Hair-bearers in terse verses for kids

MAMMALABILIA Written and illustrated by Douglas Florian Harcourt Press 48 pp., $16 Ages 5-10

Aardvarks aare odd./ Aardvarks aare staark./ Aardvarks look better/ By faar in the daark."

Great little poem, but wait a minute. Did someone forget to spell-check? No, poet-artist Douglas Florian is simply having fun. His new book, with the tongue-twisting title "mammalabilia," is filled with such misspellings, newly minted words, and shaped text. For Florian, it's all part of being poetic: "When I write a poem," he writes, "I spell words wrong on purpose, use bad grammar, and invent new words. I do all this to make my poems better. That's called poetic license, and I renew that license every year."

How long Florian had to stand in line to renew his poetic (and artistic) license, we don't know. But it was time well spent.

Twenty-one mammals are the subjects of this sophisticated and entertaining volume. The poems describing them are short, pithy, and clever, focusing on a signature feature or activity of each animal. The otter loves water. The bear hibernates. And the elephant eats.

The simplicity and brevity of these verses make them easy for both children and adults to repeat and remember. Several are candidates for favorite poems. "The Giraffe" is one of mine: "Rubber-necker/ Double-decker/ Cloud-checker/ Star-trekker."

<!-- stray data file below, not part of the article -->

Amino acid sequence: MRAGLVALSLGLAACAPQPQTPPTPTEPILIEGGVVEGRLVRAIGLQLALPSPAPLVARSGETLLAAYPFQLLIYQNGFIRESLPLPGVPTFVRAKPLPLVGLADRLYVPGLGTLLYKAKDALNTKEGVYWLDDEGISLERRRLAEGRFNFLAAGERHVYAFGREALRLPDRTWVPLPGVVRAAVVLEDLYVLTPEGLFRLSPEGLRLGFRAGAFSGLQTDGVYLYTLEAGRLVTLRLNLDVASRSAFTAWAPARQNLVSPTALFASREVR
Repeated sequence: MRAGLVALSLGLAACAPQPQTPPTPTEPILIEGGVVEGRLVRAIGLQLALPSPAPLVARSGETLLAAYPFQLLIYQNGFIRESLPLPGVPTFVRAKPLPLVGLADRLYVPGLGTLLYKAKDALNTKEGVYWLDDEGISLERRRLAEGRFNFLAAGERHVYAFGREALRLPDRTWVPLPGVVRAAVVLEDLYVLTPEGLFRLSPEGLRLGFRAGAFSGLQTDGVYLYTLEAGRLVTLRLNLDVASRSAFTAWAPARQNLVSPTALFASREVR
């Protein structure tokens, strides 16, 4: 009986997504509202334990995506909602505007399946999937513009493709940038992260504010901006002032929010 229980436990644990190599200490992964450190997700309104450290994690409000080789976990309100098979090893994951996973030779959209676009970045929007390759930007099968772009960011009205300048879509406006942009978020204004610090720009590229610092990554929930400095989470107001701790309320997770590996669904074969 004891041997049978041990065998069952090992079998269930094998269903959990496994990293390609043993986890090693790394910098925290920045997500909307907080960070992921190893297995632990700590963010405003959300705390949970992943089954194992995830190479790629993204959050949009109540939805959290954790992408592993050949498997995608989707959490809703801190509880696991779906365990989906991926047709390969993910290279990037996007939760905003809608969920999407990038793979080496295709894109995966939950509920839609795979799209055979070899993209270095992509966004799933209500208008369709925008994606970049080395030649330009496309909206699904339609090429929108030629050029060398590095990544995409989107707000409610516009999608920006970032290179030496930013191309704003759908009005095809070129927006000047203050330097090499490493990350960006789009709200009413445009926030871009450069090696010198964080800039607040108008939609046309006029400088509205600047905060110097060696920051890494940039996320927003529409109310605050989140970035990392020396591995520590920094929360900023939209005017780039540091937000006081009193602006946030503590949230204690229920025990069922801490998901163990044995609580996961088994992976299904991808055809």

Every double-page spread is a perfect match of poem and picture. The verses, each beautifully set on a clean white page, are paired with full-color animal portraits. Florian rendered these dramatic, whimsical, and easy-to-enjoy illustrations with opaque watercolor paints on brown paper bags. His restricted palette - dominated by a coppery orange, new-spring green, and deep turquoise blue - lends a sense of continuity and control to free and energizing forms. The interplay between art and text enriches them both, and, of course, the reader.

* Karen Carden reviews children's books for the Monitor.

(c) Copyright 2000. The Christian Science Publishing Society

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